Age 20. Addicted to the flat iron. Also, a little chubby - but that's neither here nor there.

And that’s how I looked when Amruta first saw my seventh grade portrait, the summer after our sophomore year of college: skin a little tanner than it should have been, hair a little lighter than it should have been and nary a curl in sight. So I guess it wasn’t so surprising that she was struck by the picture.

“You look so…Jewish,” she said. I think some Holocaust jokes were made; maybe the nickname Rifka was thrown out there. I laughed it off.

But it actually was a pretty significant thing for me, a pretty big part of who I was. As long as I can remember, I’ve wanted to be different, to look different – and that meant lighter, straighter hair. I remember falling asleep as a little kid, twisting a lock around my finger, convinced that if I could just make it a little softer and smoother, I’d wake up blonde.

It’s totally weird, I know. But to me, my hair represented all the things that separated me from most of the people in my school and my town: my religion. My parents. My looks.

Most of this was completely perception – after all, we’re right next to Westport, it’s not totally devoid of Jews. And while African American women often find their hair style of choice to be infused with political undertones, my curls definitely didn’t carry the same weight, weren’t as tied to my ethnicity. Still, I somehow came up with this image of what was right and pretty and perfect and it definitely didn’t have room for ringlets.

So I straightened it. Nearly every day, for nine years.

I wish I could say that one day I woke up and was all, I’m going to embrace who I am and make peace with my body and my genetics and stop wasting hours in front of a mirror with a round brush. But it didn’t really go down like that.

What happened was that my hair started getting damaged, looking flat. My highlights started getting expensive.

So I decided to lay off the styling a bit.

I still can’t really handle leaving my hair totally curly. But I’m ok with wavy now, with letting it almost entirely air dry, especially in the cold, dry winter weather. I’ve retired my flat iron. I haven’t colored my hair in nine months. And I’ve started to realize: hey, this is what I’m supposed to look like. There’s a reason my hair is this color, this texture. It’s me. There’s no point in fighting it anymore.

Over it.
March 3, 2010

So, I haven’t told you about my weekend yet, huh? About how I played beer pong and listened to Lil’ Wayne and OD’ed on sour watermelon candy in the backseat of Dave’s parents’ Accord?

If that’s not reverting, I don’t know what is.

Yeah, I still have a little anxiety about That Awful Birthday. But I actually had a lot of fun playing college senior/honorary member of Dave’s family for the weekend.

There was some car ride interrogation: “Rachel, if David got a residency in New York, how easily could you transfer to [Big, Prestigious Paper my media company owns]?” aka “Don’t even think about taking our son somewhere that would prohibit him for coming home for Sunday night dinner.”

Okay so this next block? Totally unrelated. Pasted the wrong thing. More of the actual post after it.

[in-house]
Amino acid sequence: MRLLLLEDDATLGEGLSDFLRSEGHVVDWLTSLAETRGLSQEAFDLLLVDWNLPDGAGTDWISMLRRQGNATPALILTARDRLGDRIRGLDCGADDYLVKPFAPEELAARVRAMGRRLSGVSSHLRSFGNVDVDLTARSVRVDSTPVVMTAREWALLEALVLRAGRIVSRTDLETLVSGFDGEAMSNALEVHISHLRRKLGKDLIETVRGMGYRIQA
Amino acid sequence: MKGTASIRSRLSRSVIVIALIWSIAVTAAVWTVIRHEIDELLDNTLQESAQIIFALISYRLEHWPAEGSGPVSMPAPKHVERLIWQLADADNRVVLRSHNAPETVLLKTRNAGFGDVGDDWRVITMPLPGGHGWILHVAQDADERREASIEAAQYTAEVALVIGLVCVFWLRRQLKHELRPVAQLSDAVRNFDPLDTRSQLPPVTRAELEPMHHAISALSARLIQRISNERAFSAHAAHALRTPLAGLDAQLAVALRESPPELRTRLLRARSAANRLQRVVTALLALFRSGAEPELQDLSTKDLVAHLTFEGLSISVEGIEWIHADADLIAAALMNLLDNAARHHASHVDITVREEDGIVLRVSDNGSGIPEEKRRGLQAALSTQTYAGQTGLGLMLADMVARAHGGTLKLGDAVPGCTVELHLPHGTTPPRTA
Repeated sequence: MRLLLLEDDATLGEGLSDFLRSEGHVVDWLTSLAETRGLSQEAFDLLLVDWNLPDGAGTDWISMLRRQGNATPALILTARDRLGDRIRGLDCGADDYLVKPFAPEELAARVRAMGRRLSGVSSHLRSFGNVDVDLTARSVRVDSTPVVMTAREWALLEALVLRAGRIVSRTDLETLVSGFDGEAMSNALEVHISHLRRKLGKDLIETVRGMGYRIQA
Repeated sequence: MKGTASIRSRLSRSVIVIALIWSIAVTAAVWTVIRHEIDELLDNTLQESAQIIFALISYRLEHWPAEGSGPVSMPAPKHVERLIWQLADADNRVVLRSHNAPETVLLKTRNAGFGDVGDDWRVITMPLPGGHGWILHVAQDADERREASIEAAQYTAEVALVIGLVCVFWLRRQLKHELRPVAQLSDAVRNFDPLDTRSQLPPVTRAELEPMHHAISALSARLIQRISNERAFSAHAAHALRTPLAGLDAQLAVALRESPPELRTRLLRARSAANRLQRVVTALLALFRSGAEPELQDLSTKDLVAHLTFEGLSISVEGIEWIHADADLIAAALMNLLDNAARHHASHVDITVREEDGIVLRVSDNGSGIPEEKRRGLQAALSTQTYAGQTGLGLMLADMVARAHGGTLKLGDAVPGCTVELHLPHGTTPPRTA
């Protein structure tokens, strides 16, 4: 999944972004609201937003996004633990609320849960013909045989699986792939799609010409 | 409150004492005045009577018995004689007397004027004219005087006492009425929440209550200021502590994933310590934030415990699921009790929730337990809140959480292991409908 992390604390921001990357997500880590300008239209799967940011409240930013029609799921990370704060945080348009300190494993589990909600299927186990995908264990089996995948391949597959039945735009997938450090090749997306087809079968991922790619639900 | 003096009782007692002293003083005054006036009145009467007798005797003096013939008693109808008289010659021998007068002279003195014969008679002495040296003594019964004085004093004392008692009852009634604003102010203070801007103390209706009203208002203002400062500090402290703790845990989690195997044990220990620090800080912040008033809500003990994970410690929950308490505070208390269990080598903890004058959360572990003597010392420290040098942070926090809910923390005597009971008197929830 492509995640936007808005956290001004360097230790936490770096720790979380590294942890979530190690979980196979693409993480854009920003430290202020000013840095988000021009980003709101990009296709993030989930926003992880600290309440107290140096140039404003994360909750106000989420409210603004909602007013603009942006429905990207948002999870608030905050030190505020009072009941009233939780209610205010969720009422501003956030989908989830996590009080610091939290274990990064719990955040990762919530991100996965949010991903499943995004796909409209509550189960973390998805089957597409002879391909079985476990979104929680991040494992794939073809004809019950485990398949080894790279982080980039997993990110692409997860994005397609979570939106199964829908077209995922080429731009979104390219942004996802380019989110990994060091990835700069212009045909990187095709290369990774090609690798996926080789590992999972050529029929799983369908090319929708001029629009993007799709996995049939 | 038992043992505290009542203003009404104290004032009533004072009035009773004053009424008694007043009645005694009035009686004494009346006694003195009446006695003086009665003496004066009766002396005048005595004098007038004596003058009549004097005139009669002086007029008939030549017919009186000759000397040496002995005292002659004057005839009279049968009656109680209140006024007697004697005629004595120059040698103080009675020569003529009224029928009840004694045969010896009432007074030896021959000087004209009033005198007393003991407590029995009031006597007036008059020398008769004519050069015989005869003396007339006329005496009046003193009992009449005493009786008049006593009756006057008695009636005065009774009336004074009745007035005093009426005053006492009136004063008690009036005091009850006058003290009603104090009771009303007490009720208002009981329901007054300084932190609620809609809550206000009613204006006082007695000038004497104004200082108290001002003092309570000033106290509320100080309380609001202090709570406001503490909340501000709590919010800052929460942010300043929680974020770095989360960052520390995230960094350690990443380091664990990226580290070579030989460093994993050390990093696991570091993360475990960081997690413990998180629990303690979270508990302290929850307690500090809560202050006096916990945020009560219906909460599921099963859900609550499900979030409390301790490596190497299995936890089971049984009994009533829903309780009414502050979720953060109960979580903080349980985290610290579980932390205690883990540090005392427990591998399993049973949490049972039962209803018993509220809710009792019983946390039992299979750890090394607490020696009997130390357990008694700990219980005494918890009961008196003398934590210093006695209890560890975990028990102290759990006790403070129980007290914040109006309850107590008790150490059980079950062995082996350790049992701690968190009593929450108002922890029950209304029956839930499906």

There were no less than three trips to Wegman’s, Dave’s family’s grocery store/restaurant/entertainment venue of choice.

There was a hilarious episode involving Dave’s freshman sister and her freshman friend, who insisted she could get them into a bar with just their Cornell IDs, simply by dropping the name ‘Arturo’ at the door. Um, yeah. FAIL.

There was some quality time with Christie Lee. There was a lot of really gross, gray slushy snow. There was a lot of Natty Light.

You know what there wasn’t?

Nostalgia. Urges to send drunken text message to cell phone numbers I should have forgotten by now. Ghosts of ex-boyfriends past.

It surprised me, actually. I spent a fair amount of time up at Cornell during my freshman year of college, visiting That Kid. And I completely expected to be bombarded by the memories – that frat house where I lost my fleece and engaged in questionable behavior in order to score Mardis Gras beads, the quad where we (probably mistakenly) decided to give the relationship another go after a month-long “break” (in name only.) But the memories, the nostalgia, the ache for the days before I gained the Freshman 15 25 – they never came. I felt nothing the whole weekend – save gratitude that I didn’t have to spend four years in Ithaca. (It’s called a safety school for a reason, people.)*

It was slightly disorienting, to be honest. I was so used to being so affected by him, even long after we ended the relationship (which again, took a lot longer in practice than in name.) Years after my feelings for him had disappeared, the littlest things – a random Facebook message, a Journey song blasting at a bar – continued to throw me for a loop. I’m the queen of overanalysis, of rumination, of Not Letting Things Go. So I kind of thought it would just always be that way. I mean, I really was over him, I was just kind of…haunted.

Who knew all it would take to make the ghosts go away was a trip to upstate New York?

*Harsh, I know. Get over it.

Taking a stand
February 27, 2010

The way I see it, there are two ways to deal with this whole quarter-century thing.

I could sit here in my apartment, staring (horrified) at my gray hairs, examining those creepy little wrinkles that have begun to develop on my forehead, thinking about the fact that one beer at dinner basically did me in for the night. I could sift through my old Facebook photos, marveling at the tube tops I wore and the shots I took and…my god, did we really chase Bankers Club vodka with celery sticks? I thought that was an urban legend.

I could pine for the days when my best friends were one floor away, instead of across the globe, when I could wear my rings on any which finger I chose without fear someone might make a (completely incorrect!) assumption about my marital status.

Or I could spend the weekend partying with a bunch of college seniors in upstate New York.

Look, I know it might not be the healthiest approach. I know I’ve talked a lot of shit about Cornell in my day (in my defense: it’s extremely appealing to make fun of the only Ivy League school that’s worse than your own, plus my ex-boyfriend went there and I mean have you seen Ithaca?) I know sleeping on the floor of Dave’s brother’s room in some gross, all-boys Collegetown house is going to suck and and that our inevitable late night trip to something called “The Grease Truck” is probably a bad idea and that I could barely get down something called a birthday cake shot last weekend.

But it’s just one night. And those tube tops are way too cute to retire already.